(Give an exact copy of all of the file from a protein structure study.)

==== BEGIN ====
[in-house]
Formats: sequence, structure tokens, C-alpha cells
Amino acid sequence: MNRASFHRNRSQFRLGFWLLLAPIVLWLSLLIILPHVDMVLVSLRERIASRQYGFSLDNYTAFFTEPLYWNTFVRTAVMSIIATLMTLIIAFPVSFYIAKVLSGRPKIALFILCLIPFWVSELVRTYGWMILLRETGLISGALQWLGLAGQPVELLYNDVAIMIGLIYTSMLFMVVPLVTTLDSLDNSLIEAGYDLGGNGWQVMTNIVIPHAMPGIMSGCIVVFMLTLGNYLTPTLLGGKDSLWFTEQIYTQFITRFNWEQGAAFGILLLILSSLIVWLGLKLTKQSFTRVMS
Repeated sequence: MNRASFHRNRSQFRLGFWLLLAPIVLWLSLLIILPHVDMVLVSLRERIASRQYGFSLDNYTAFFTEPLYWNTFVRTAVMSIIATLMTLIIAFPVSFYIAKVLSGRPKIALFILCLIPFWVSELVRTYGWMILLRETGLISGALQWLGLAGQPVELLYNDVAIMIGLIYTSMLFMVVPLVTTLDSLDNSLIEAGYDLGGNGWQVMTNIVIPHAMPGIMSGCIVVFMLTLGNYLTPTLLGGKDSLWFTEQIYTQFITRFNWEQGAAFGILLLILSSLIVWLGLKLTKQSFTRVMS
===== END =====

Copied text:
[in-house]
Formats: sequence, structure tokens, C-alpha cells
Amino acid sequence: MNRASFHRNRSQFRLGFWLLLAPIVLWLSLLIILPHVDMVLVSLRERIASRQYGFSLDNYTAFFTEPLYWNTFVRTAVMSIIATLMTLIIAFPVSFYIAKVLSGRPKIALFILCLIPFWVSELVRTYGWMILLRETGLISGALQWLGLAGQPVELLYNDVAIMIGLIYTSMLFMVVPLVTTLDSLDNSLIEAGYDLGGNGWQVMTNIVIPHAMPGIMSGCIVVFMLTLGNYLTPTLLGGKDSLWFTEQIYTQFITRFNWEQGAAFGILLLILSSLIVWLGLKLTKQSFTRVMS
Repeated sequence: MNRASFHRNRSQFRLGFWLLLAPIVLWLSLLIILPHVDMVLVSLRERIASRQYGFSLDNYTAFFTEPLYWNTFVRTAVMSIIATLMTLIIAFPVSFYIAKVLSGRPKIALFILCLIPFWVSELVRTYGWMILLRETGLISGALQWLGLAGQPVELLYNDVAIMIGLIYTSMLFMVVPLVTTLDSLDNSLIEAGYDLGGNGWQVMTNIVIPHAMPGIMSGCIVVFMLTLGNYLTPTLLGGKDSLWFTEQIYTQFITRFNWEQGAAFGILLLILSSLIVWLGLKLTKQSFTRVMS